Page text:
Ambassador Marie "Masha" Yovanovitch will testify today at the second public hearing in the impeachment inquiry into President Trump.
Yovanovitch -- "someone who has never been hungry for the spotlight," as one former State Department official described her -- has increasingly found herself there as new developments in the Ukraine controversy have come to light.
But the former top US diplomat in Ukraine, maligned as "bad news" by President Trump and and known by her diplomatic peers as "one of the best," will share her perspective publicly today on Capitol Hill as part of the impeachment inquiry.
Since being unexpectedly removed from her post in Kiev in May, Yovanovitch has become increasingly ensnared at the center of the widening scandal.
"I would imagine for her this is pretty much worse than her worst nightmare in that not only are you being publicly criticized and condemned by your head of state but also the idea of all of this public attention. She's a pretty reserved person," the official told CNN.
Trump personally ordered Yovanovitch's removal, according to The Wall Street Journal. She was accused without evidence by Rudy Giuliani -- a former New York mayor and Trump's personal attorney -- and others of trying to undermine the President and blocking efforts to investigate Democrats like former Vice President Joe Biden.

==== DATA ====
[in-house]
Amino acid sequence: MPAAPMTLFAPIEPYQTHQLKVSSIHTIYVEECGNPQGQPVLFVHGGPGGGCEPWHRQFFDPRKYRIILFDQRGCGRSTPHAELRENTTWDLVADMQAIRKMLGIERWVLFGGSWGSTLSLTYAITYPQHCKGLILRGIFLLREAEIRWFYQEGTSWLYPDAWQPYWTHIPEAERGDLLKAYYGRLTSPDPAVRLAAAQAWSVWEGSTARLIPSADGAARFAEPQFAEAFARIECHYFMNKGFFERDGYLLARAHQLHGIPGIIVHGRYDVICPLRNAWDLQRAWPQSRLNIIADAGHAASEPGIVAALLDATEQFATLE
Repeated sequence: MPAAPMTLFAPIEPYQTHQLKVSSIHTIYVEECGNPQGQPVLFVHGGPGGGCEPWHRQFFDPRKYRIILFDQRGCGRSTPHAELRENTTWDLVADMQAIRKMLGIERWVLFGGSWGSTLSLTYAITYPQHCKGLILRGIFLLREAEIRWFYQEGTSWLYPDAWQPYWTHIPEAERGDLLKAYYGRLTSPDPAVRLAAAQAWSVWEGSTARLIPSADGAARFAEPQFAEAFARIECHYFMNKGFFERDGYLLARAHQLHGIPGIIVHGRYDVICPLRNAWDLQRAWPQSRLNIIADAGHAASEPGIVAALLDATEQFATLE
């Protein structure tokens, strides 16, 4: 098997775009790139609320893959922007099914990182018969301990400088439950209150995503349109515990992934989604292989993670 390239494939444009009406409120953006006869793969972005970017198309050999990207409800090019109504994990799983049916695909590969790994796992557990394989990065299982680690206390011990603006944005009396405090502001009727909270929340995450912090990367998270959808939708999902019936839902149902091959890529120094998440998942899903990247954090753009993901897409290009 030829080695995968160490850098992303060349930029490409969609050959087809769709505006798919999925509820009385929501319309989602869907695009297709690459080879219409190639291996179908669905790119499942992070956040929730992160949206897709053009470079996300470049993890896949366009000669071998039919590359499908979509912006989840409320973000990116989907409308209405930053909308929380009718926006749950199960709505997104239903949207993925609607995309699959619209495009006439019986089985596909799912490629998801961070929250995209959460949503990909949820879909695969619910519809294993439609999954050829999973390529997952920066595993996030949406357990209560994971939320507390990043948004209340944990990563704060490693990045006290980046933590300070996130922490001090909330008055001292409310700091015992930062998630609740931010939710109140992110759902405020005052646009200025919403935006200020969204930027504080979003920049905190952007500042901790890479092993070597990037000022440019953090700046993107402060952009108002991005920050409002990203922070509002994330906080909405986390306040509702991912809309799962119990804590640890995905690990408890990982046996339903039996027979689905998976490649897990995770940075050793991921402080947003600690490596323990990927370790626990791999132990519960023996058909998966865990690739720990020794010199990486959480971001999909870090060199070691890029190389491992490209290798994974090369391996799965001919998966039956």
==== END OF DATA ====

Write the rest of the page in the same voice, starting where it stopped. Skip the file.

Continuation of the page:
Trump has twice disparaged Yovanovitch -- once in early October at the White House and another time in his July 25 call with Ukrainian President Volodymyr Zelensky.
"The former ambassador from the United States, the woman, was bad news and the people she was dealing with in the Ukraine were bad news so I just want to let you know that," Trump said to Zelensky, according to a rough White House transcript.
Diplomatic support: The diplomatic community has rallied behind Yovanovitch since the contents of Trump's call were disclosed, and some former diplomats have also called for the State Department and Secretary of State Mike Pompeo to lend their public support to the career foreign service officer.
Retired US Ambassador Nicholas Burns called for "the higher levels of the State Department" to "come out and defend her."
"They should say she was a good ambassador, she did what was asked. She did what her constitutional duty asked her to do, represent the United States ably and honorably," Burns told CNN. "She deserves an apology, a public apology."